Features

The Slice: Patients around here praise patience

I hear this all the time.

“I can’t possibly give those who work there and looked after him enough praise.”

That’s from a note a reader sent about her dad’s recent stay in the hospital. As it happens, she was talking about the Veterans Affairs Medical Center. But Slice readers say that sort of thing about every Spokane-area hospital.

Sure, our society bubbles over with complaints about virtually every aspect of the health care system. We all have stories. But the relentless wrangling over costs and red tape cannot obscure something important.

A lot of great people work in local hospitals.

And patients who encounter these nurses, doctors and wheelchair-pushers when feeling weak and vulnerable don’t forget the countless gestures of kindness and concern. Their families don’t either.

You can trust me on that last point. Families never forget.

Knowledge and skill are important in helping people get well, of course. Still, it would be difficult to overemphasize the importance of patience, humor and basic human decency in this equation.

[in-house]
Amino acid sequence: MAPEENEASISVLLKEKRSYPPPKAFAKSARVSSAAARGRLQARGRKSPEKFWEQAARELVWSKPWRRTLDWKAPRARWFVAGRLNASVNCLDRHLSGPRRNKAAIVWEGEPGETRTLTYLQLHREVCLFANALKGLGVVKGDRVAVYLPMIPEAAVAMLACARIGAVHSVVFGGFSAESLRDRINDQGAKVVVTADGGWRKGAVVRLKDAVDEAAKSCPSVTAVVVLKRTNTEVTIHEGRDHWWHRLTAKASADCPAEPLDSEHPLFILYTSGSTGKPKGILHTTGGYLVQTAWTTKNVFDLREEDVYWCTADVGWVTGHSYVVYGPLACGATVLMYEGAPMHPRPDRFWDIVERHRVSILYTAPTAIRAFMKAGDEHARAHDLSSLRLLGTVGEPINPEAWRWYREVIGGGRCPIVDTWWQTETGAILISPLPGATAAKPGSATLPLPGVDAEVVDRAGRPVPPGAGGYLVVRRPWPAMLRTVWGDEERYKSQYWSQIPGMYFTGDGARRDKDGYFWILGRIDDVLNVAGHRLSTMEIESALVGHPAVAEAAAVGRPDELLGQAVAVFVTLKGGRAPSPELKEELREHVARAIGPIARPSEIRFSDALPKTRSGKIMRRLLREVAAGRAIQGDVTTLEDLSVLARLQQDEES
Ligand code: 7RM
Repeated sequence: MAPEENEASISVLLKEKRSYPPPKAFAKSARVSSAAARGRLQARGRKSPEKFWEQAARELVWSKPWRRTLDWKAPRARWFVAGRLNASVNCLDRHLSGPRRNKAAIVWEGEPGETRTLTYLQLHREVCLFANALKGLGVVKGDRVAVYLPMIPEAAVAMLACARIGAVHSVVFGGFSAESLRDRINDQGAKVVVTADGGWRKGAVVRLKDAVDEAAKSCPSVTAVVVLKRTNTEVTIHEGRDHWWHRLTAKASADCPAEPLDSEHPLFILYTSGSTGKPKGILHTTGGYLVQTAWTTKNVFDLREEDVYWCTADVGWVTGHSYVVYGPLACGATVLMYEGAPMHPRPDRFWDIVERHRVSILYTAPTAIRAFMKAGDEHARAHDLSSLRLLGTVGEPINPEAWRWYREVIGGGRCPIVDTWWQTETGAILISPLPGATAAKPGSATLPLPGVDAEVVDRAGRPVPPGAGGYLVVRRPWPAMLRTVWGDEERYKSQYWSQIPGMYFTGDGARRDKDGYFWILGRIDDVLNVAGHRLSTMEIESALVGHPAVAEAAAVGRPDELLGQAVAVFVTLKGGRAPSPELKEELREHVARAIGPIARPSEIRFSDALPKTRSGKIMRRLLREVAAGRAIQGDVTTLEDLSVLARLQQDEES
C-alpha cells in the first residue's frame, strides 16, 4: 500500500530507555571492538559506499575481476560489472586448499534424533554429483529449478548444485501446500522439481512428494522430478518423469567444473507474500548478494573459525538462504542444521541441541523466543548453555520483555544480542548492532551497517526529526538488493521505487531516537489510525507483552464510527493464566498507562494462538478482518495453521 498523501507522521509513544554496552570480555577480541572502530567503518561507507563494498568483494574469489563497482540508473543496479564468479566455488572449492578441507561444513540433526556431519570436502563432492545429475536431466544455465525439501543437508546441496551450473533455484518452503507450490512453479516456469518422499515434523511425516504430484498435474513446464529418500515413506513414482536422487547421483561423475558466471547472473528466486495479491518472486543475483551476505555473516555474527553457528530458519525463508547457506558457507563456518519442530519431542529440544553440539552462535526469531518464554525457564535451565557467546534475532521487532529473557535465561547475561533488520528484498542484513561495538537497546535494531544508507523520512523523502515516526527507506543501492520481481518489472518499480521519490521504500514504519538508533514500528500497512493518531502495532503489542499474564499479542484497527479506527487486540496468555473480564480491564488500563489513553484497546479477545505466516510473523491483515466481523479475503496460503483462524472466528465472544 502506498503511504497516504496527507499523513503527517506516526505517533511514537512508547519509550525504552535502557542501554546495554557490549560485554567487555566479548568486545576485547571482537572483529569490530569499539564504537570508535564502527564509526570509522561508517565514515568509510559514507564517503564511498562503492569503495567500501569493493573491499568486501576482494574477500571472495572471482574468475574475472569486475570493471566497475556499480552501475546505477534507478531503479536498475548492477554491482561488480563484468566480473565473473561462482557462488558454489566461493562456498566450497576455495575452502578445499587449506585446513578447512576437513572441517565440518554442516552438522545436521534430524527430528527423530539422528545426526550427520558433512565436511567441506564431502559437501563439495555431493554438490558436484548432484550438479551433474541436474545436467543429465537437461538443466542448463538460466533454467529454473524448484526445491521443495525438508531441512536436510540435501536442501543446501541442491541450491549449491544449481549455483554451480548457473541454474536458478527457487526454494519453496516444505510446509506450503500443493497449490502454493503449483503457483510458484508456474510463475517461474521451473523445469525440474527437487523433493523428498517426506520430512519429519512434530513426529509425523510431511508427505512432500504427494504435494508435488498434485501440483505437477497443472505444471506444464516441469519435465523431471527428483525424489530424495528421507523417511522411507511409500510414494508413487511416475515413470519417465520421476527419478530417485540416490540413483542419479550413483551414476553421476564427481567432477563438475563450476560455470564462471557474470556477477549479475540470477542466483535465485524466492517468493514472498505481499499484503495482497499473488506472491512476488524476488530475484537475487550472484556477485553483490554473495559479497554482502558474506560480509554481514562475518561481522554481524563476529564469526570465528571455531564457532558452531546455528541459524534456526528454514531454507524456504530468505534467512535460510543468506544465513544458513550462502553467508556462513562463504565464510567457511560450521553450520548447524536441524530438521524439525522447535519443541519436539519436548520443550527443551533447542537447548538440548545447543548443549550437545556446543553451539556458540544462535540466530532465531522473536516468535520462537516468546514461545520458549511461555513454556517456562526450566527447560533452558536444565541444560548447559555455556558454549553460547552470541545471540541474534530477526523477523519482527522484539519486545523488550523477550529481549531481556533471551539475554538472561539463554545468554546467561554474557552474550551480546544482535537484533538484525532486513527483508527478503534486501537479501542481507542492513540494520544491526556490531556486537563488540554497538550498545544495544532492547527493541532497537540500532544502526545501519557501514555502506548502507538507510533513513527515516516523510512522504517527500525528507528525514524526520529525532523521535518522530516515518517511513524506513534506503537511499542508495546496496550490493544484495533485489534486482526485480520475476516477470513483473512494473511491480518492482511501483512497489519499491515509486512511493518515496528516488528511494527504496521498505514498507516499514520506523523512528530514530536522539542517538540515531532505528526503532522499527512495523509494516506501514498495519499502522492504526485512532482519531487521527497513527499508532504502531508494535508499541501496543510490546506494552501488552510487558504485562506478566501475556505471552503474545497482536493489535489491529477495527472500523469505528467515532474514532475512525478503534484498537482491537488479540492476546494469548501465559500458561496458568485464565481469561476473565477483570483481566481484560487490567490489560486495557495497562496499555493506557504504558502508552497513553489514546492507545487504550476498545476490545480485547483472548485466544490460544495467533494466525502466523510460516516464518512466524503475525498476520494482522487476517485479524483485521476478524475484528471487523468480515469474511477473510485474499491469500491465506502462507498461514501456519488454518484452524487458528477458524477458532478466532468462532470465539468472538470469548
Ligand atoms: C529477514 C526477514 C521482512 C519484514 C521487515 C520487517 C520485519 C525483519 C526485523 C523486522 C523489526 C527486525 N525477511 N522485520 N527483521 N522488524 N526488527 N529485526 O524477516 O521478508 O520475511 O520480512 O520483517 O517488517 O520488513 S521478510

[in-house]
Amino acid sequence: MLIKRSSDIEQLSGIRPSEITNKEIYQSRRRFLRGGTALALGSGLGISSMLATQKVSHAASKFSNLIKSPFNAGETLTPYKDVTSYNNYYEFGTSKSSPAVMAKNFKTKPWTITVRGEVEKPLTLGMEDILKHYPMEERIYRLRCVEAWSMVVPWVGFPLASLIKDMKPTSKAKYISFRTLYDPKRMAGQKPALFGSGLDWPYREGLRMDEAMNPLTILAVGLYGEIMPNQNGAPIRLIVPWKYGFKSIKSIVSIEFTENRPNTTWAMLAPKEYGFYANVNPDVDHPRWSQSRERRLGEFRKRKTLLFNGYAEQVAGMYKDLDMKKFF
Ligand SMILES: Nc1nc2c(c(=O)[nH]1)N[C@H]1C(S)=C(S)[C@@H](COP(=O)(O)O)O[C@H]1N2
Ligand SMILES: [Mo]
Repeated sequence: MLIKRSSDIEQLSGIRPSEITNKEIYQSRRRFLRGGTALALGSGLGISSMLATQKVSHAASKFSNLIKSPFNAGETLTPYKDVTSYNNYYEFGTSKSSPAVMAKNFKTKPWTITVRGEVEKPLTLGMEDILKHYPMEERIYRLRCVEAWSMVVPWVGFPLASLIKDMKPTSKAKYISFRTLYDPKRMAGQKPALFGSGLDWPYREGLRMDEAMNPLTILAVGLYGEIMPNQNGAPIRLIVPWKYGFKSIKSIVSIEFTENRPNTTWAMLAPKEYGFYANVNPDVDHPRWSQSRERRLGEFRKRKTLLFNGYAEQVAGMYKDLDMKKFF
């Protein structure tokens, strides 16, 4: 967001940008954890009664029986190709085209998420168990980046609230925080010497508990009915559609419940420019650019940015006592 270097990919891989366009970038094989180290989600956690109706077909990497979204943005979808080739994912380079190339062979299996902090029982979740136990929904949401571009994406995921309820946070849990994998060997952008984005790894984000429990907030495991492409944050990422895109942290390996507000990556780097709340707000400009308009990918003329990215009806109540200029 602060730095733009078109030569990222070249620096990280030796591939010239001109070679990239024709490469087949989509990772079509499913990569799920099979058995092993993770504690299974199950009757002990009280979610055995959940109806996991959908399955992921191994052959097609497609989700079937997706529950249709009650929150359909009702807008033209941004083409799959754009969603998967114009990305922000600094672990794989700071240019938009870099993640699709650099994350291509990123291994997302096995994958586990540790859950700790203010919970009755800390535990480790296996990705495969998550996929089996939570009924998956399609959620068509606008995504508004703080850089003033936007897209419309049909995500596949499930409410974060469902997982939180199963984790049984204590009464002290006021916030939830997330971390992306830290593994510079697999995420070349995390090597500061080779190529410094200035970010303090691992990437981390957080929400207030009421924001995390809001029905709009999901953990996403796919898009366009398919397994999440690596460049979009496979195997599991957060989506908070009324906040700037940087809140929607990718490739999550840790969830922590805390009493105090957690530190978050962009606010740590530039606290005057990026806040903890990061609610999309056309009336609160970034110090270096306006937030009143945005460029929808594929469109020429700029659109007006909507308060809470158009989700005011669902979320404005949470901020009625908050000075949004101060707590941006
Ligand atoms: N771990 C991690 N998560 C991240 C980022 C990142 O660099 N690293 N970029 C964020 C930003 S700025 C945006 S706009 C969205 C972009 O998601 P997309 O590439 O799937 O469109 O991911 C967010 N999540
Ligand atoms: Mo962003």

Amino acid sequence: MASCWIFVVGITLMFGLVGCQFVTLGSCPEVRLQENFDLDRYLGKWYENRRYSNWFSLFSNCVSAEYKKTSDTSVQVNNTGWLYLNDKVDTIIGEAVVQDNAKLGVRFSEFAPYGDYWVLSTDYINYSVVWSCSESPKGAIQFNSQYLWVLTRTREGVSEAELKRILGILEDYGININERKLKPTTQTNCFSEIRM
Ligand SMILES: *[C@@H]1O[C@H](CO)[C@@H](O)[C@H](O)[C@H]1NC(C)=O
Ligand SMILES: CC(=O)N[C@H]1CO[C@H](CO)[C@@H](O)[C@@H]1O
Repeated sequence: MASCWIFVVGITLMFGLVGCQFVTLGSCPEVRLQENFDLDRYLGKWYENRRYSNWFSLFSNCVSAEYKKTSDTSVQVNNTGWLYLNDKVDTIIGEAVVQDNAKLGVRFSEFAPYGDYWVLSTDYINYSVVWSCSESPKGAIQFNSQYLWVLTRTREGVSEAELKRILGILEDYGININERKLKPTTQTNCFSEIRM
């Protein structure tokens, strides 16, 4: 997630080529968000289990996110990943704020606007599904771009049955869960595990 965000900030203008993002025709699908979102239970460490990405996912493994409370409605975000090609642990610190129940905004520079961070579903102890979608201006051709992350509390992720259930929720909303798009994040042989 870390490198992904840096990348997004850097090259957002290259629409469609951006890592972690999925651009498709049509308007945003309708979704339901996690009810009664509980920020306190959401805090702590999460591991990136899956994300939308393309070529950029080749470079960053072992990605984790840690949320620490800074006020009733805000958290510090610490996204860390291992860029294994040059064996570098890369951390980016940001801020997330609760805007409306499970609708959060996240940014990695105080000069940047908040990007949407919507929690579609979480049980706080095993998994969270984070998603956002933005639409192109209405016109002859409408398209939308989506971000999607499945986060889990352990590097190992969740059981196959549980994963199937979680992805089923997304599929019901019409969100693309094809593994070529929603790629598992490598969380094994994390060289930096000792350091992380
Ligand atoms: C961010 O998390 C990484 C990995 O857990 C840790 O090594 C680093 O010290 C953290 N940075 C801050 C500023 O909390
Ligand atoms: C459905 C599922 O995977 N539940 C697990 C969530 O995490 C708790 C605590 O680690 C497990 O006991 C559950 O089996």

Spokane might be pretty average in many respects. But our medical centers are something special because hundreds of the best people in the world work there.

Alternative inoculation: I had asked for salsa-brand recommendations. Many insisted that I should make it myself. But a few others suggested a regional fresh brand that I went ahead and tried.

I really liked it. But it had a strong garlic aftertaste. So all I could do was continue eating it nonstop. It was my only defense.

In the end, I might have been giving off visible, wavy-lines fumes.

Anyway, it occurred to me that those who don’t want to get a flu shot might try a steady diet of this salsa. Down enough of the stuff and I am quite sure that people (aka disease vectors) would keep their distance. And you might make it to spring without coming down with anything.

Of course, it might be a lonely winter. But nobody said surviving cold and flu season is easy.

Send me a note if you would like the name of this prescription, er, salsa brand.

Today’s Slice question: When do you switch over to long-sleeves?

Write The Slice at P.O. Box 2160, Spokane, WA 99210; call (509) 459-5470; email pault@spokesman.com. If you say you are saving that candy for Halloween, I believe you.


Click here to comment on this story »








Sections


Profile

Contact the Spokesman

Main switchboard:
(509) 459-5000
Customer service:
(800) 338-8801
Newsroom:
(509) 459-5400
(800) 789-0029
Back to Spokesman Mobile